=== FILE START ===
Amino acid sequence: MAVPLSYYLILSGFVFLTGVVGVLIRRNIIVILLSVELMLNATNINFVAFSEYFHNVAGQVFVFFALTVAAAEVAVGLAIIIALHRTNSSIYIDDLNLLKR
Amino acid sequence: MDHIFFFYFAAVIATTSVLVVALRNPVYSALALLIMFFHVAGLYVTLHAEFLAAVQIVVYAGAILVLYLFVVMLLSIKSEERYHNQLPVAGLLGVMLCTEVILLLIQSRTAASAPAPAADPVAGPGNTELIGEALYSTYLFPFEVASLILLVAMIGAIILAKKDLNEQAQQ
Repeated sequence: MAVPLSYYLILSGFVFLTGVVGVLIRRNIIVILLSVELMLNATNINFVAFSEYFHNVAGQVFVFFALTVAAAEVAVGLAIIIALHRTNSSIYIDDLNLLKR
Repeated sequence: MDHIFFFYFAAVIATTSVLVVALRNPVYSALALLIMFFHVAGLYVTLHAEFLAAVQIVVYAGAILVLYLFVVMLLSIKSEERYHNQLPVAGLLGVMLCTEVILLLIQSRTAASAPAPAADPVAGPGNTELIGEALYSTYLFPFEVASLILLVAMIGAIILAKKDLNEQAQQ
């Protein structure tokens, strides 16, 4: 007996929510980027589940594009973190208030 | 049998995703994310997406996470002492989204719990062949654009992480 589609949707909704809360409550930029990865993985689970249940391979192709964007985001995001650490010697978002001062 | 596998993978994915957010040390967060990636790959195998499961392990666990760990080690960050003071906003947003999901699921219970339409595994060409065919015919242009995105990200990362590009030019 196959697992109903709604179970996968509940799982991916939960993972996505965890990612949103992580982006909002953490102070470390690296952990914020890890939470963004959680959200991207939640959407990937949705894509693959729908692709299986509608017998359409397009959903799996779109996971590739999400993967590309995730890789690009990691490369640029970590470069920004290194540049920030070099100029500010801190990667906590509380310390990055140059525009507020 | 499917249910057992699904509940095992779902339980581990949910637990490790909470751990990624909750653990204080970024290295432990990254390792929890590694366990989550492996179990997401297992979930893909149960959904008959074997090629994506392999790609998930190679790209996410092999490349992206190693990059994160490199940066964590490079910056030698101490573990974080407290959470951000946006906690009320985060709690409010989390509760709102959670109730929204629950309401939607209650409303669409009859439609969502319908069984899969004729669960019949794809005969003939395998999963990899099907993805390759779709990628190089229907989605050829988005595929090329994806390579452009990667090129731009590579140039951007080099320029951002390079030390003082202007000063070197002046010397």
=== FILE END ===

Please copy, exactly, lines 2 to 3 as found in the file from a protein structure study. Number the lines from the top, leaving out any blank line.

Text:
Amino acid sequence: MDHIFFFYFAAVIATTSVLVVALRNPVYSALALLIMFFHVAGLYVTLHAEFLAAVQIVVYAGAILVLYLFVVMLLSIKSEERYHNQLPVAGLLGVMLCTEVILLLIQSRTAASAPAPAADPVAGPGNTELIGEALYSTYLFPFEVASLILLVAMIGAIILAKKDLNEQAQQ
Repeated sequence: MAVPLSYYLILSGFVFLTGVVGVLIRRNIIVILLSVELMLNATNINFVAFSEYFHNVAGQVFVFFALTVAAAEVAVGLAIIIALHRTNSSIYIDDLNLLKR